by Angela Mogrovejo
As I have done on a previous occasion, I must state a much needed sentiment to set the tone for the concerns I have to voice:
Fuck Donald Trump.
I wish nothing but ill will towards him and his floundering, robber baron administration and I hope history will remember him with nothing but scorn and laughter.
There is no redemption for him and I wish him nothing but to be sentenced to an eternity of shame and misery.
What has prompted this particular bout of anger?
As of this past Wednesday, the USA elected monster-in-chief declared via Twitter that a ban would be placed on trans members of the military, citing exorbitant medical costs and strain on unit cohesion as its reasons.
Understandably, many in progressive and liberal circles have responded to this ban and its justification with outrage. Many allies to LGBT communities have expressed fury on social media and several parties directly affected by the ban have taken to various media outlets to decry this obvious attempt at discriminating against trans populations. There is much to be said for how quickly people have been willing to respond in favor of trans inclusion in the military and I suppose I should be grateful for that support.
But something feels off.
Something feels not quite right about just how much time and energy is being expended to center the US military as a place where trans people should be welcomed. And I feel I must respond to it. Not only because of my personal dislike for the military but for two larger issues this support represents in conversations about trans livelihood.
The first concerns the complete lack of critique aimed at the military and the need to leave its moral character unmarred by its long history of imperialism and abuse. No matter how you try and spin it, deploying US soldiers more often than not represents the spread of abuse and imperialism worldwide, not the securing of freedom and liberty which many against the ban claim it to be.
As Sydney Roberts so eloquently puts it, liberation for trans people will not look like “gender non-conforming bodies in military uniforms killing civilians overseas” (Sydney Roberts). I take no comfort in knowing trans people like me are being sent abroad to kill other brown people in worse situations than me. Quite frankly, I find it disturbing that any trans person would see such deployment as anything other than state-sanctioned murder. The US state, as it exists now, represents bloodshed and pain to far too many people to name. Becoming involved with the military signals, in my eyes, a desire to trade one’s own oppression for the right to ship that oppression abroad and carry out the evils of history in their most violent, strategic forms. This to me is not liberation and I cannot support it.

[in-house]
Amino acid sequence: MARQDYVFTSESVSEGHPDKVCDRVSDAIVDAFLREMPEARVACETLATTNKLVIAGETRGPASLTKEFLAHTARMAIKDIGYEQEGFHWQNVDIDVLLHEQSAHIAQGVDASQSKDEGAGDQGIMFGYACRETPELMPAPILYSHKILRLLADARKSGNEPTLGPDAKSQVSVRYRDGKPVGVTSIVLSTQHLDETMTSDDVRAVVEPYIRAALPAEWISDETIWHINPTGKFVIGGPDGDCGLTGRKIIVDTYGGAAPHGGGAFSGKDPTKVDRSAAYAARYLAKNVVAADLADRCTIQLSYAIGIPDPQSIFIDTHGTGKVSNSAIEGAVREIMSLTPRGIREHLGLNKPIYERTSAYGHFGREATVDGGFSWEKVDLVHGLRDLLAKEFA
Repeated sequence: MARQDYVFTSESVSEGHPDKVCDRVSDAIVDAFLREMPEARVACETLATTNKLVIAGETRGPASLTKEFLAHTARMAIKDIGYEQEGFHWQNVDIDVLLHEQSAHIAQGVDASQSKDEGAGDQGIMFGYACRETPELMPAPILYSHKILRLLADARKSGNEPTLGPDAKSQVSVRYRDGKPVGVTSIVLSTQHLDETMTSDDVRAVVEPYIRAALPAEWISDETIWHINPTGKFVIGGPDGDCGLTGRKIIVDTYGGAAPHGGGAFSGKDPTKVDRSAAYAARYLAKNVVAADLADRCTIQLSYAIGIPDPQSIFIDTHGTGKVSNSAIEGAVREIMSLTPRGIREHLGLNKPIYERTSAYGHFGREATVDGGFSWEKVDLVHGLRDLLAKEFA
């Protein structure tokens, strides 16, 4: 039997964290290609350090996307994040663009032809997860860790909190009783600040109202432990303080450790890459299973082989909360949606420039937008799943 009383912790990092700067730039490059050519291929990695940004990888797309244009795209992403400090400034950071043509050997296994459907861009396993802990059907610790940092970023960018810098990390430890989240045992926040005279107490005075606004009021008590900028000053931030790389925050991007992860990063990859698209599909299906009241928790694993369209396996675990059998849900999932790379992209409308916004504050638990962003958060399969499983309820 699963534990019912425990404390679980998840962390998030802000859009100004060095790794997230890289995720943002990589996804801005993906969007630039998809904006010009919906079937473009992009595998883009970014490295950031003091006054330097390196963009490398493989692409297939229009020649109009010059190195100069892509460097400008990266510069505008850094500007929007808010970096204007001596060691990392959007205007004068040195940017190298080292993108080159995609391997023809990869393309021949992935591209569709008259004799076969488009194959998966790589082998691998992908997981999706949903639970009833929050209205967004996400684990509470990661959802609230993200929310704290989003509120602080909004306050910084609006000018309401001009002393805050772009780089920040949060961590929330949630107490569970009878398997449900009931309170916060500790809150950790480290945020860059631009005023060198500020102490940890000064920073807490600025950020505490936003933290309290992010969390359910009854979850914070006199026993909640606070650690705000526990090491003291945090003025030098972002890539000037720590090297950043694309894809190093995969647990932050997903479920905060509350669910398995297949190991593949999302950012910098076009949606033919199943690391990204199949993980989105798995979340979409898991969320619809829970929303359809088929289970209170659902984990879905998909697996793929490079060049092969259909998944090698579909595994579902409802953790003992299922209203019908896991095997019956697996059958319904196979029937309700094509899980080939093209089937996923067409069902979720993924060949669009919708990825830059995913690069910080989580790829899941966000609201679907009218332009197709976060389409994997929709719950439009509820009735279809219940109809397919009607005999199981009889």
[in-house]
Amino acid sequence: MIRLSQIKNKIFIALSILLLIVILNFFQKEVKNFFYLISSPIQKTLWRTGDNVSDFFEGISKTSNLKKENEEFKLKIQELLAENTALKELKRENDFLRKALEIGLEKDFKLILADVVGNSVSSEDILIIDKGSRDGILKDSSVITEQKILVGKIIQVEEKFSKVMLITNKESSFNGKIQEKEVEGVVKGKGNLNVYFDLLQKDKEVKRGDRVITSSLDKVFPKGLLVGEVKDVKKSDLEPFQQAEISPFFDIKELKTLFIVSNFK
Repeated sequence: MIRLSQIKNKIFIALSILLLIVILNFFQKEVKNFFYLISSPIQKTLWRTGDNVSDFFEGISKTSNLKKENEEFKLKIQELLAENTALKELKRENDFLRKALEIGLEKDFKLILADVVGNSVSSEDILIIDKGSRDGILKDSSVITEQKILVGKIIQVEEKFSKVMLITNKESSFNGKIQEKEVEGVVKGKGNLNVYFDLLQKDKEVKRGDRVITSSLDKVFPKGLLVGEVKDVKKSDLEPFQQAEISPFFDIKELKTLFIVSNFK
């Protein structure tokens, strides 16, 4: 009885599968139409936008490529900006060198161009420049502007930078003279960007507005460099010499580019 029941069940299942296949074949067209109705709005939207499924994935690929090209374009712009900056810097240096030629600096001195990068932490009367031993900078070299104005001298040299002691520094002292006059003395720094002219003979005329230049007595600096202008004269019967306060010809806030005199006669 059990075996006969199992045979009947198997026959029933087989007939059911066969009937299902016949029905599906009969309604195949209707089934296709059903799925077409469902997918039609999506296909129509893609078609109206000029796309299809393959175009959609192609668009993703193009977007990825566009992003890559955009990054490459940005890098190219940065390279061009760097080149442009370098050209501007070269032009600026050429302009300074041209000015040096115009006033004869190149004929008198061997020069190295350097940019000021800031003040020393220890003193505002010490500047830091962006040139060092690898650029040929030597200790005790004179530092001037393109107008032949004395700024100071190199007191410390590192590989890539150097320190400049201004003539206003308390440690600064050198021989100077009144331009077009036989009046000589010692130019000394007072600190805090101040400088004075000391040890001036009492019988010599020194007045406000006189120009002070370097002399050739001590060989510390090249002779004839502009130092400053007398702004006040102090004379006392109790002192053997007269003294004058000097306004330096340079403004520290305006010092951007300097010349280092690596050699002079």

More importantly, the recent focus on deciding whether to support the open inclusion of trans folk in the US military ignores the much larger issue of using trans lives as a tool to enforce the agenda of imperialism abroad. Framing the debate as a choice between trans inclusion or exclusion in the military denies the more pressing need to ask whether or not the military should be treated as a legitimate life path for trans people.
Furthermore, whether or not the government approves of trans lives is not evidence of the US evaluating whether to stand on the right side of history or not. That trans lives (and I would argue LGBQI+ lives as well) are considered for use by the US military is more a testament to whether or not the state approves of them “as instrumental to the project of hegemony or as an affront to "American values"” (Sydney Roberts). And to be clear, those American values are stained in blood. They represent the desire to translate any recent visibility of trans people into something horrid, into something absolutely foul but unsurprising.
They represent the desire to carry on past gay and lesbian lobbyist efforts to promote a normative, hegemonic assimilation into the American project of empire. Who would feel the need to care about homeless trans youth of color or the lack of resources for LGBTQ folk in general so long as middle class (white) queers can marry and have space to kill brown and black folk abroad?
They represent the desire to pinkwash the crimes of Israel and craft an image of a nation trans/LGBT friendly in order to better enlist trans participation in human degradation.
They represent the desire to convince trans people of “pseudo-progressive action” on longstanding social and economic issues plaguing trans communities rather than take serious the alternative visions for liberation which racial justice and economic justice trans/queer folks (of color) have articulated for decades http://www.truth-out.org/opinion/item/41414-transgender-liberation-won-t-be-found-in-the-military ; http://www.truth-out.org/opinion/item/40109-the-right-wing-is-leveraging-trans-issues-to-promote-militarism ).
In short, these efforts to evaluate trans inclusion in the military reflect, at best, a continued reliance on gay and lesbian assimilation into American imperialism and, at worst, a new variation on sending people to die for the purposes of war. In either case, the story does not end well for the trans lives tossed away for political/military aims.